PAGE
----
How many times have you visited one of the many “professional” blog advice sites, and left with little more advice than the ubiquitous (and unhelpful) “build great content?”

If building a great blog was as simple as writing quality posts, we’d all be tied for number one on the Technorati Top 100 blog list. I’m not about to start my own ProBloggingPilgrim.com web site, but I did want to start sharing tips that I’ve personally found valuable when building the traffic to Sitemaster.

It’s possible that these tips have been shared before–perhaps they were lost among all of the “great content” on the web–but I’m pretty sure these will be fresh ideas. I initially thought I could fit half a dozen tips in a single blog post, but as I started writing, I realized that each tip easily fills a single post. So instead, I’ll start with Tip #1 and see what you think. Leave a comment if you’d like to see more tips in the future.

Tip 1: Your Blog Post Titles Have Two Audiences

You’ve no doubt read that you need to make your blog post titles “search engine friendly,” but doing so often kills the creativity and initial appeal of your writing. Instead of trying to appeal to your loyal readers and Google at the outset, approach the two difference audiences in separate stages.

Stage One – Your initial blog readers

Your initial audience is likely going to be those that have already subscribed to your blog’s RSS feed–or happen to check your blog every day. They want to be thrilled, excited, and given a reason to not only read your post, but also share and link to it.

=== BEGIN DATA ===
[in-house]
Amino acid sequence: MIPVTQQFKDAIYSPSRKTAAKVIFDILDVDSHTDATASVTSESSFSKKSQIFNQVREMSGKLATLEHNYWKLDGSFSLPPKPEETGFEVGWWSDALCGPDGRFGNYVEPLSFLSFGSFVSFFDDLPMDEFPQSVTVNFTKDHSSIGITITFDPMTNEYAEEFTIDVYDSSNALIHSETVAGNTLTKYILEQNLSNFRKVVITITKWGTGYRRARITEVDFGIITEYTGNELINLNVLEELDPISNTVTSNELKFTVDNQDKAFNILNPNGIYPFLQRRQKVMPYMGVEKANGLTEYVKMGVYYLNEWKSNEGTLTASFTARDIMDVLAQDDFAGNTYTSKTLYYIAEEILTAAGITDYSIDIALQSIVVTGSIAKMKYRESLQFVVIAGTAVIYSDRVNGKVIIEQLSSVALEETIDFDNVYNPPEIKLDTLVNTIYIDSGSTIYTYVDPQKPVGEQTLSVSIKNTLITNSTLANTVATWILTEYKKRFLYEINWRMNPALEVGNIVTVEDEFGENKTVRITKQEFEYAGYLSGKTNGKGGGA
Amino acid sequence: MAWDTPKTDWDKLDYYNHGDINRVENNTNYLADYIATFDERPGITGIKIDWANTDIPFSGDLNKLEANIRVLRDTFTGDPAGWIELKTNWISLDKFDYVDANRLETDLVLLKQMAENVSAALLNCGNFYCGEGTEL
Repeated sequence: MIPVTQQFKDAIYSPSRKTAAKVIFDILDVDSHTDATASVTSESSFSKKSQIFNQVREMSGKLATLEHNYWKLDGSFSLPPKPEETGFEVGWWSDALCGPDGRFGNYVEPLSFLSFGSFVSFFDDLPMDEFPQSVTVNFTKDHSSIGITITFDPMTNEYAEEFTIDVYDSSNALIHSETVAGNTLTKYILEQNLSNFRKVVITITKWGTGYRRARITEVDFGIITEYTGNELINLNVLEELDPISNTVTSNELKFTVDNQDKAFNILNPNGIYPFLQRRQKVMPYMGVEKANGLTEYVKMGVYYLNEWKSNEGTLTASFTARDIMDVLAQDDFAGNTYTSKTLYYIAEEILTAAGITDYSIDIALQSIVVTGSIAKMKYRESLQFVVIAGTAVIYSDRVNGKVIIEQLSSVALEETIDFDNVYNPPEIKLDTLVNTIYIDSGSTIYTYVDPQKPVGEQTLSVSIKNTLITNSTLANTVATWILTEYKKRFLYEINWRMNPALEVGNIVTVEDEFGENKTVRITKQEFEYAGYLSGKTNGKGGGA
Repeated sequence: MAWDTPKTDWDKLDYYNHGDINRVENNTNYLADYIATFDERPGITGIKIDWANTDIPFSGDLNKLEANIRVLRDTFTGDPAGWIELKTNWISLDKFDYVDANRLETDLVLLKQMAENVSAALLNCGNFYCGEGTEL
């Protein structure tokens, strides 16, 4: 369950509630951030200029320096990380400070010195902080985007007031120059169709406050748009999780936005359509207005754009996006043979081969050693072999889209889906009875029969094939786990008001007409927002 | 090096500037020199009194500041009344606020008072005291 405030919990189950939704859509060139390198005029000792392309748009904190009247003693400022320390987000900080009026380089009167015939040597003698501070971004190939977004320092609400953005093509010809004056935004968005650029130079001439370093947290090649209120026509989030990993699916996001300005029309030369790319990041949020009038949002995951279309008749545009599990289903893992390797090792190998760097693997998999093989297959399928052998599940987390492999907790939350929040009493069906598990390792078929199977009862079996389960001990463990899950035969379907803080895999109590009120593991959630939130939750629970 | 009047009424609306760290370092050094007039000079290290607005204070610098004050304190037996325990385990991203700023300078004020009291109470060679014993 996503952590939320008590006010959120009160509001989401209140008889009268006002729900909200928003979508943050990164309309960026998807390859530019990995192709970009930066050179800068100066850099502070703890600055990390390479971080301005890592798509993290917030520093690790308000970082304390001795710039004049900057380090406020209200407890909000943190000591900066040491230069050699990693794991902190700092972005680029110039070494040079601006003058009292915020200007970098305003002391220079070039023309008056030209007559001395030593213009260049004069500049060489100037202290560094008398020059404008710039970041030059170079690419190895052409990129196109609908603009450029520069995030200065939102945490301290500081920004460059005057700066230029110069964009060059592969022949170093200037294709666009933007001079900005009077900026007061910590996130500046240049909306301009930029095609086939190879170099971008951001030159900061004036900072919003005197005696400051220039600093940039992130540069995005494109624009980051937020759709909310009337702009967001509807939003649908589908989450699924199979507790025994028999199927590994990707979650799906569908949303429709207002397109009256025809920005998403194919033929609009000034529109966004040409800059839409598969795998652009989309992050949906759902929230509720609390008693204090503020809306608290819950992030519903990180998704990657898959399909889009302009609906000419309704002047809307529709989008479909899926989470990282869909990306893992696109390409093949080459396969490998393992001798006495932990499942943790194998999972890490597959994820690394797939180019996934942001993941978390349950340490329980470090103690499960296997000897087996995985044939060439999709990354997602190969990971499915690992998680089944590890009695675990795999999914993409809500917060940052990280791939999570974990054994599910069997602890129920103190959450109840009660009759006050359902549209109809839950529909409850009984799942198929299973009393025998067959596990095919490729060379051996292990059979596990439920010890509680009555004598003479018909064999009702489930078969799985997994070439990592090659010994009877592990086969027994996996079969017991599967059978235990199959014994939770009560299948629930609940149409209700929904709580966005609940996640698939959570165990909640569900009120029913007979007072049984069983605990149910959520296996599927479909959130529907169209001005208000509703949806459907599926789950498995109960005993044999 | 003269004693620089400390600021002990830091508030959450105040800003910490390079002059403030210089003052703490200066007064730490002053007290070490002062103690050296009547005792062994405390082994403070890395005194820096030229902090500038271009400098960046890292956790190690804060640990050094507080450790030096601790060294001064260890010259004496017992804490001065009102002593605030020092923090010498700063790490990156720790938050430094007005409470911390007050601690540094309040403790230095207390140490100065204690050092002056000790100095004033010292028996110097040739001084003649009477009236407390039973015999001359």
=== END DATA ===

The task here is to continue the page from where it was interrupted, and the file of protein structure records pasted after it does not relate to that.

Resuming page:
When you first publish your blog post, follow this advice:

  • Make your post title interesting – it could be that you ask a question, share a scoop, or offer a cryptic title that peeks your reader’s curiosity. I’ll often use a blog title that sounds like a scandal/scoop, but is really just a question. For example, “Microsoft Buying Yahoo?” I ran that headline last year–before Microsoft made its bid. It generated a lot of traffic then and even more so now.
  • Keep it short and sweet – if you make your initial post title too long, you run the risk that you’ll either confuse a reader or give them so much information, tthere’s no need to read the post itself. Back to my example, “Microsoft Buying Yahoo?” leaves a lot of unanswered questions that just beg the reader to click through to view the entire post. If I had used “Rumors that Microsoft May Buy Yahoo, but No Confirmation Yet,” how many of you would have clicked through to read the entire post? Not many.
  • Appeal to keyword scanners – When you read posts in your RSS reader, do you sometimes scan the titles looking for keywords that you know will interest you? Apple, Google, Wii, and Blue-Ray are all examples of keywords that might appeal to your specific audience. This is not the same as keywords for SEO–that comes later–at this stage, you’re simply looking to include words that will make your post stand out to your readers. Use popular keywords in your post titles and your post will have a greater chance of standing out among all of the other posts in your reader’s RSS aggregator.